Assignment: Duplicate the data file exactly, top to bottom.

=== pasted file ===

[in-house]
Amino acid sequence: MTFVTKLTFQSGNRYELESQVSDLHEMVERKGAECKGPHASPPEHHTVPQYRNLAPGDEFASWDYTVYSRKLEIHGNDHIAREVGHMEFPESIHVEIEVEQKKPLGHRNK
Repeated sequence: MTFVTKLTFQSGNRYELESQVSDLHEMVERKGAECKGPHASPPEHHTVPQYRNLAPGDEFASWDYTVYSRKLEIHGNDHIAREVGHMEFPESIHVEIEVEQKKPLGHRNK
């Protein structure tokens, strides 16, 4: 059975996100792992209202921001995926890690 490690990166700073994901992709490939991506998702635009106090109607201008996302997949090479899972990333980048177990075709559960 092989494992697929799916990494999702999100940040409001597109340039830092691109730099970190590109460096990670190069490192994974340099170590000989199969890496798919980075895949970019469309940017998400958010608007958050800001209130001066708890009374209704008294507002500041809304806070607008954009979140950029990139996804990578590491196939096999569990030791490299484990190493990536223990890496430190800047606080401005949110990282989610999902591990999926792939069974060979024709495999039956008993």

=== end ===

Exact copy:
[in-house]
Amino acid sequence: MTFVTKLTFQSGNRYELESQVSDLHEMVERKGAECKGPHASPPEHHTVPQYRNLAPGDEFASWDYTVYSRKLEIHGNDHIAREVGHMEFPESIHVEIEVEQKKPLGHRNK
Repeated sequence: MTFVTKLTFQSGNRYELESQVSDLHEMVERKGAECKGPHASPPEHHTVPQYRNLAPGDEFASWDYTVYSRKLEIHGNDHIAREVGHMEFPESIHVEIEVEQKKPLGHRNK
């Protein structure tokens, strides 16, 4: 059975996100792992209202921001995926890690 490690990166700073994901992709490939991506998702635009106090109607201008996302997949090479899972990333980048177990075709559960 092989494992697929799916990494999702999100940040409001597109340039830092691109730099970190590109460096990670190069490192994974340099170590000989199969890496798919980075895949970019469309940017998400958010608007958050800001209130001066708890009374209704008294507002500041809304806070607008954009979140950029990139996804990578590491196939096999569990030791490299484990190493990536223990890496430190800047606080401005949110990282989610999902591990999926792939069974060979024709495999039956008993």